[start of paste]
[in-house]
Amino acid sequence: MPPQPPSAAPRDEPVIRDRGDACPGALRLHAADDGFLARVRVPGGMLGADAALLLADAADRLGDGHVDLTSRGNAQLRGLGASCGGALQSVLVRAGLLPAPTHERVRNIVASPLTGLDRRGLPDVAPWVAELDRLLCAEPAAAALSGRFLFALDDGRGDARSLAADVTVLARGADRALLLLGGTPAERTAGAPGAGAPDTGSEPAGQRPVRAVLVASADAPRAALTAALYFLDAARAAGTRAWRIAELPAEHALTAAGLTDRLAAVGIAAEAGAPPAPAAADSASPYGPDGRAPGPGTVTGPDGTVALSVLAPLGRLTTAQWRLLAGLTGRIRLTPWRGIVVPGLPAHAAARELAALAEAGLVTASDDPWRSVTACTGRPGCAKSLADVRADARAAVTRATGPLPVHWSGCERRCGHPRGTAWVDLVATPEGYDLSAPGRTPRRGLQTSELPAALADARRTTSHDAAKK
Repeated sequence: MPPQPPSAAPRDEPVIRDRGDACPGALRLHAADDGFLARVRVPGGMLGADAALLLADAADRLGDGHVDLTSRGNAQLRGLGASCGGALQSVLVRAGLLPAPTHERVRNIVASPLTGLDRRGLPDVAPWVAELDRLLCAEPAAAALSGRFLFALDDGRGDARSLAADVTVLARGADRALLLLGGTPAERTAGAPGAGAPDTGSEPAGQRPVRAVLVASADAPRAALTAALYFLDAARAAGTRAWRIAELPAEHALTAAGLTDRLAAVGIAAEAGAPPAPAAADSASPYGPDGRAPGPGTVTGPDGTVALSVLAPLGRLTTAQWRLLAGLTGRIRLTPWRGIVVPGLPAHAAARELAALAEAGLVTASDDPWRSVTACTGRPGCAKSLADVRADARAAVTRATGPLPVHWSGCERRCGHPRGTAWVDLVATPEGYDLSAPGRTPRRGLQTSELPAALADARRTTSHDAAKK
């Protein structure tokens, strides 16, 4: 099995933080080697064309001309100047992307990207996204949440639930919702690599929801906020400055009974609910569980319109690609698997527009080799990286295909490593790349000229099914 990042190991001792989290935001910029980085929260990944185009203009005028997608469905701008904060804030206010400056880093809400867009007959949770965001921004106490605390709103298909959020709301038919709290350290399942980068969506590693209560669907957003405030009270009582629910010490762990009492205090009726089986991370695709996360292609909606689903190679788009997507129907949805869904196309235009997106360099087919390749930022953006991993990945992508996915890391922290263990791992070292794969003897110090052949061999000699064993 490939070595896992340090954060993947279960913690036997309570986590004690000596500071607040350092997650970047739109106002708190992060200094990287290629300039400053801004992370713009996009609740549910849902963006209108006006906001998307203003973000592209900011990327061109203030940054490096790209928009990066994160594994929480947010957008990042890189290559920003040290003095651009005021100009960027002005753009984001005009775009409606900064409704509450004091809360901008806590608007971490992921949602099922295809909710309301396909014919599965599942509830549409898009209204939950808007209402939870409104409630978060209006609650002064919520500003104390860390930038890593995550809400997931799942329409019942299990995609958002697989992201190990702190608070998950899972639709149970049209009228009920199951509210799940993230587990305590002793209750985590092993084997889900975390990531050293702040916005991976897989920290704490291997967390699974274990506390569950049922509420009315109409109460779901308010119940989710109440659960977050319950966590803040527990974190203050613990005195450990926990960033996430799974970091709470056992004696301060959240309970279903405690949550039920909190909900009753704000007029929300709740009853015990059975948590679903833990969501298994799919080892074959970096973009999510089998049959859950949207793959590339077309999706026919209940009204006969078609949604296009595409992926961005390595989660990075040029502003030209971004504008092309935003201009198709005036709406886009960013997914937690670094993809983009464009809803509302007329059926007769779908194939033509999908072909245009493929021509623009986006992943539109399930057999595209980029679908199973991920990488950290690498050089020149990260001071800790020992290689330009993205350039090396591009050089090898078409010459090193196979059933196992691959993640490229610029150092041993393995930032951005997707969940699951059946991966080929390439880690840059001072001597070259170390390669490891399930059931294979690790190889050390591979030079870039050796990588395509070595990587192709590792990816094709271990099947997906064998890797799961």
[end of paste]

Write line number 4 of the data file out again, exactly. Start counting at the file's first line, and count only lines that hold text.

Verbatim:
């Protein structure tokens, strides 16, 4: 099995933080080697064309001309100047992307990207996204949440639930919702690599929801906020400055009974609910569980319109690609698997527009080799990286295909490593790349000229099914 990042190991001792989290935001910029980085929260990944185009203009005028997608469905701008904060804030206010400056880093809400867009007959949770965001921004106490605390709103298909959020709301038919709290350290399942980068969506590693209560669907957003405030009270009582629910010490762990009492205090009726089986991370695709996360292609909606689903190679788009997507129907949805869904196309235009997106360099087919390749930022953006991993990945992508996915890391922290263990791992070292794969003897110090052949061999000699064993 490939070595896992340090954060993947279960913690036997309570986590004690000596500071607040350092997650970047739109106002708190992060200094990287290629300039400053801004992370713009996009609740549910849902963006209108006006906001998307203003973000592209900011990327061109203030940054490096790209928009990066994160594994929480947010957008990042890189290559920003040290003095651009005021100009960027002005753009984001005009775009409606900064409704509450004091809360901008806590608007971490992921949602099922295809909710309301396909014919599965599942509830549409898009209204939950808007209402939870409104409630978060209006609650002064919520500003104390860390930038890593995550809400997931799942329409019942299990995609958002697989992201190990702190608070998950899972639709149970049209009228009920199951509210799940993230587990305590002793209750985590092993084997889900975390990531050293702040916005991976897989920290704490291997967390699974274990506390569950049922509420009315109409109460779901308010119940989710109440659960977050319950966590803040527990974190203050613990005195450990926990960033996430799974970091709470056992004696301060959240309970279903405690949550039920909190909900009753704000007029929300709740009853015990059975948590679903833990969501298994799919080892074959970096973009999510089998049959859950949207793959590339077309999706026919209940009204006969078609949604296009595409992926961005390595989660990075040029502003030209971004504008092309935003201009198709005036709406886009960013997914937690670094993809983009464009809803509302007329059926007769779908194939033509999908072909245009493929021509623009986006992943539109399930057999595209980029679908199973991920990488950290690498050089020149990260001071800790020992290689330009993205350039090396591009050089090898078409010459090193196979059933196992691959993640490229610029150092041993393995930032951005997707969940699951059946991966080929390439880690840059001072001597070259170390390669490891399930059931294979690790190889050390591979030079870039050796990588395509070595990587192709590792990816094709271990099947997906064998890797799961």